Note: This article took over a week for me to write. Every day I’ve needed to add more false statements! So check back often—sadly, there will probably be frequent additions. And….please write to me with other things you’ve heard! Or you can contribute your own additions in the comments section of this post.


9 thoughts on “Lactation Consultant Red Flags!

  1. When I called up IBCLCs to interview them, when I asked about personal experiences with breastfeeding one of them said she couldn’t get any of her four babies to nurse much past a year and it was a mystery to her. I decided against using her because I needed help with my toddler’s nursing habits–I figured she should have at least had an idea why none of them made it to 2: i.e. because I spaced out the nursings, or used pumped milk or something. A couple weren’t on ilca, a couple had a strong political tone to their talking. The one I ended up using, although was super smart just wouldn’t stop talking about herself, not sure if I’ll use her again–got kind of expensive.

    But anyone was better than my birth center midwife who considered herself an expert after a day of training! When he wouldn’t suck she and staff kept making dumb recommendations like formula, offered a broken pumping machine, an SNS, and paying her by the hour for her advice. My LLL Leader and supposedly breastfeeding friendly pediatrician never referred out to a real lactation expert when they should have. My CLE educator didn’t breastfeed for that long and had no idea on good positions for c-sections when I asked. Now I tell everyone to use an IBCLC! No one comes close.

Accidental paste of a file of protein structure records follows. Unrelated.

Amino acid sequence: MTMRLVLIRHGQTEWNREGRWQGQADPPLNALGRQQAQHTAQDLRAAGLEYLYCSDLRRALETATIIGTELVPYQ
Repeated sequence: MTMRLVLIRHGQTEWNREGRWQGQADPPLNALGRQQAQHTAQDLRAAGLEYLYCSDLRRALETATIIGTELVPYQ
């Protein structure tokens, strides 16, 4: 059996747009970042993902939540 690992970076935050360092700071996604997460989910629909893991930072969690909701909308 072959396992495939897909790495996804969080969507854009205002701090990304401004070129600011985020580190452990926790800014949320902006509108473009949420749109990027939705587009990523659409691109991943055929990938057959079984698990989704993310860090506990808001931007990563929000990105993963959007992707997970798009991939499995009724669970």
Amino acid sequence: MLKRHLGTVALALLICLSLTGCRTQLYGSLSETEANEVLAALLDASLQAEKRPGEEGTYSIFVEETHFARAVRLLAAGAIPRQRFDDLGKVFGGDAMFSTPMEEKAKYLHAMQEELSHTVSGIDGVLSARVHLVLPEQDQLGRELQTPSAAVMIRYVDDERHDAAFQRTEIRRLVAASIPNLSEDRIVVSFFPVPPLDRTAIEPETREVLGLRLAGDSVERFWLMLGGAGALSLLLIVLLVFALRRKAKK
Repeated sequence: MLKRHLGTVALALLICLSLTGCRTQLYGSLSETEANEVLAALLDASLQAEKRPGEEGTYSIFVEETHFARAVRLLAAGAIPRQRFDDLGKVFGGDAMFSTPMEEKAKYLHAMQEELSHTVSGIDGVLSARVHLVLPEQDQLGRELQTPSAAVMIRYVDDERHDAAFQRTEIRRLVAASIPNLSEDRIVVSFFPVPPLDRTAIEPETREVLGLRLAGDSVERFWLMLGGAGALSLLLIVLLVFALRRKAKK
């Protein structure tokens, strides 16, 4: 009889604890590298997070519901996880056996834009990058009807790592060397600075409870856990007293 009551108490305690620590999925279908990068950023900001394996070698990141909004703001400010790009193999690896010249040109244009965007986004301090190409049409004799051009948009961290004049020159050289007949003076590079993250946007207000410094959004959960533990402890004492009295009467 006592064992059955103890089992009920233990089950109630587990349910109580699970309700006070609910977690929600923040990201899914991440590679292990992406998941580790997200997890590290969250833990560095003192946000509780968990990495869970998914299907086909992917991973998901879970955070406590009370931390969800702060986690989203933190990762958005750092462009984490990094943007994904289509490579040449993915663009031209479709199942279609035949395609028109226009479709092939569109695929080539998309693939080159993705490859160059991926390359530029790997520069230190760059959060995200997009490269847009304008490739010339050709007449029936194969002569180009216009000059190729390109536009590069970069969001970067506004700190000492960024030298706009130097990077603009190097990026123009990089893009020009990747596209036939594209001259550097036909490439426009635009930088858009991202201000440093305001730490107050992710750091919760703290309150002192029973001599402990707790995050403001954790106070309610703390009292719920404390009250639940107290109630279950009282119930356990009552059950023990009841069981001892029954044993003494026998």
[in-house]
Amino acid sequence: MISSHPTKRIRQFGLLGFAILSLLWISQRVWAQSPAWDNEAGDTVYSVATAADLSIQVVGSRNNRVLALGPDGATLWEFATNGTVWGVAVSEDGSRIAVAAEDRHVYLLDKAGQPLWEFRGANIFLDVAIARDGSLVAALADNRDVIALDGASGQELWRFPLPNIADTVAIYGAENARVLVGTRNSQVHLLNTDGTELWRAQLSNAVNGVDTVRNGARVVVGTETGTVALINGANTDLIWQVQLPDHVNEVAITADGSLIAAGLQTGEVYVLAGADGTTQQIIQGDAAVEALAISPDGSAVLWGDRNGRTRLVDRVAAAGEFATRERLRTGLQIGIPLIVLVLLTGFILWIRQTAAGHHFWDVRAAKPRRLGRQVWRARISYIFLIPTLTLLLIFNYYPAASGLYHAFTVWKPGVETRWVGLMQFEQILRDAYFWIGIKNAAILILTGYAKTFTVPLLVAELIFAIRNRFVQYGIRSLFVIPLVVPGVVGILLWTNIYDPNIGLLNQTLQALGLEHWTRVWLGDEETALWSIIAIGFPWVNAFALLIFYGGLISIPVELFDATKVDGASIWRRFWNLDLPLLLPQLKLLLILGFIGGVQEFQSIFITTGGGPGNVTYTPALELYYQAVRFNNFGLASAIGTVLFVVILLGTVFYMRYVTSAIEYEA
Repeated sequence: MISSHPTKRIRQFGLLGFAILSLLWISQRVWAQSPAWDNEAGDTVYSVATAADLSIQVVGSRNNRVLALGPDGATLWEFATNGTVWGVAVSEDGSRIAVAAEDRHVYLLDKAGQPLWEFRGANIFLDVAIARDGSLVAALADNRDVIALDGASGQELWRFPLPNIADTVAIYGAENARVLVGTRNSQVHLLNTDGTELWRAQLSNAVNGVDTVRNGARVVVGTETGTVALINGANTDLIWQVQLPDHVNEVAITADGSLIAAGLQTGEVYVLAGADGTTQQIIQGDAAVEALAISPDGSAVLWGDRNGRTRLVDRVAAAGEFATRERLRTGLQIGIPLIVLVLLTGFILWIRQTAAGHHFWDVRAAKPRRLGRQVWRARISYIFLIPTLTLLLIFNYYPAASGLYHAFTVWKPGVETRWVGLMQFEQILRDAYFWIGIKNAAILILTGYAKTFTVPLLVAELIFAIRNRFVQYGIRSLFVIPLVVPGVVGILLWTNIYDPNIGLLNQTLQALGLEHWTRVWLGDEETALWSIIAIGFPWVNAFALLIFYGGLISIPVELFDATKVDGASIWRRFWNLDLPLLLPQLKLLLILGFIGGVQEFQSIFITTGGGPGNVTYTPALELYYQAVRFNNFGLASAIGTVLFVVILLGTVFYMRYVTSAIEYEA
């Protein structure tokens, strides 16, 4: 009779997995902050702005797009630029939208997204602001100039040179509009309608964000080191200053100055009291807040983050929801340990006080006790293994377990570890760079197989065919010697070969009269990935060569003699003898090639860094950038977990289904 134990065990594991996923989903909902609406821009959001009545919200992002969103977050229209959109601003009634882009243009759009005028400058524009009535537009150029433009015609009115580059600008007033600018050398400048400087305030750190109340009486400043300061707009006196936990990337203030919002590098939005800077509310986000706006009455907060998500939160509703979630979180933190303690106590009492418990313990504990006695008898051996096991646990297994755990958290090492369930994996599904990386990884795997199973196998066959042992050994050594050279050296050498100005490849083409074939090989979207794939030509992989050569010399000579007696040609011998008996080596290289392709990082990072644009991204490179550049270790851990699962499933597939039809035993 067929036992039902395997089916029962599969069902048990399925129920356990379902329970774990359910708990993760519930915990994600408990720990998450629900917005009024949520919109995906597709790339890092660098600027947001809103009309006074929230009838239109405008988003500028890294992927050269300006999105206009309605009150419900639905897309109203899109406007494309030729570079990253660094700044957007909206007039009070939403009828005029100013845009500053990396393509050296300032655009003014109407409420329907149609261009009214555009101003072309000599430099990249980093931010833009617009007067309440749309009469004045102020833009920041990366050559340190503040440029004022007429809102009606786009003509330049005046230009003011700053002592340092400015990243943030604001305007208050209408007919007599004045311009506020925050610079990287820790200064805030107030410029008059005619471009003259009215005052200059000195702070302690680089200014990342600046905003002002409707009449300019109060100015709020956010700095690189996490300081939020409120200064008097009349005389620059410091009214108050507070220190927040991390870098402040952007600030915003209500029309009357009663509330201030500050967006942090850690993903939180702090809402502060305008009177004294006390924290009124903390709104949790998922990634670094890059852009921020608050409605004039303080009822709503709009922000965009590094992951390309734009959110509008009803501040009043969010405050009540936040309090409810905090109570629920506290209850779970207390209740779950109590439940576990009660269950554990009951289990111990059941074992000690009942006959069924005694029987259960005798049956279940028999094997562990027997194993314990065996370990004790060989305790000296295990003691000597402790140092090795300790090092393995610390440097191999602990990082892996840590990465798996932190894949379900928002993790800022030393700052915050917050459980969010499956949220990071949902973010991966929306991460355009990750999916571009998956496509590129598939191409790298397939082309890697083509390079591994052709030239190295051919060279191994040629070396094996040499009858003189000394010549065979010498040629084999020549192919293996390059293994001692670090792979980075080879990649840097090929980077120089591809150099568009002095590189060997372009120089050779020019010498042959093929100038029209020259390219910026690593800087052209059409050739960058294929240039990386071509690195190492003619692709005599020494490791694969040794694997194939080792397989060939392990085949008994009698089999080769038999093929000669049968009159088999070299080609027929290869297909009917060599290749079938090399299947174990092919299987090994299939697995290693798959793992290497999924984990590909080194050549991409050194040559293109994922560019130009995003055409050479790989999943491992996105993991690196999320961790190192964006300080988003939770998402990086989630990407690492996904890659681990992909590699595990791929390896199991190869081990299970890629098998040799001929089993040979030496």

2. I also find myself frustrated by those who are more interesting in selling, herbs, pumps, pillows, special creams, bras, etc. Than figuring out what is actually going on. We also have a clinic here with several IBCLC physicians who are unwilling or unable to solve the simplest of problems, yet physicians refer to them because they are physicians.

  3. My lactation consultant saw me nursing my 1 year old and said that “She doesn’t need that for nutrition anymore, she’s 1.” Essentially saying that I should be weaning. I thought it was strange and defended myself. Nursed till baby was 27 months!

  4. Another one: “Pumping and giving a bottle is just the same.” I am constantly horrified hearing advice (which is the same as I got in the hospital) that encourages pumping and giving a bottle and assumes that you won’t mind never actually nursing your baby. Exclusively pumping is HARD and most give up! Why don’t they at least try to get the baby on the breast?!

  5. Pingback: Who is NOT a Lactation Consultant? | The Second 9 Months

  6. When pregnant & still nursing, I was told by a WIC nurtionist I was “starving” my fetus & that if I didn’t wean her I would have a “sick, scrawny, premature baby in NICU for weeks” Luckily I didn’t believe her & kept on nursing. The day after my 90 minute labor (with toddler nursing the whole 1st 60 minutes!)when I went to the health dept to file the birth certificate, I stopped by to show them how sick & scrawy my starving baby was, all 9 lb 11 oz.worth! This is from a professional, that paid to tell unsuspecting women garbage like this!

  7. Thank you for taking the time to do this.
    As a fellow consultant, I am horrified by some others comments or opinions. I guess just as one needs to find the right doctor, so too, they need to find the right lactation consultant.
    Kind Regards,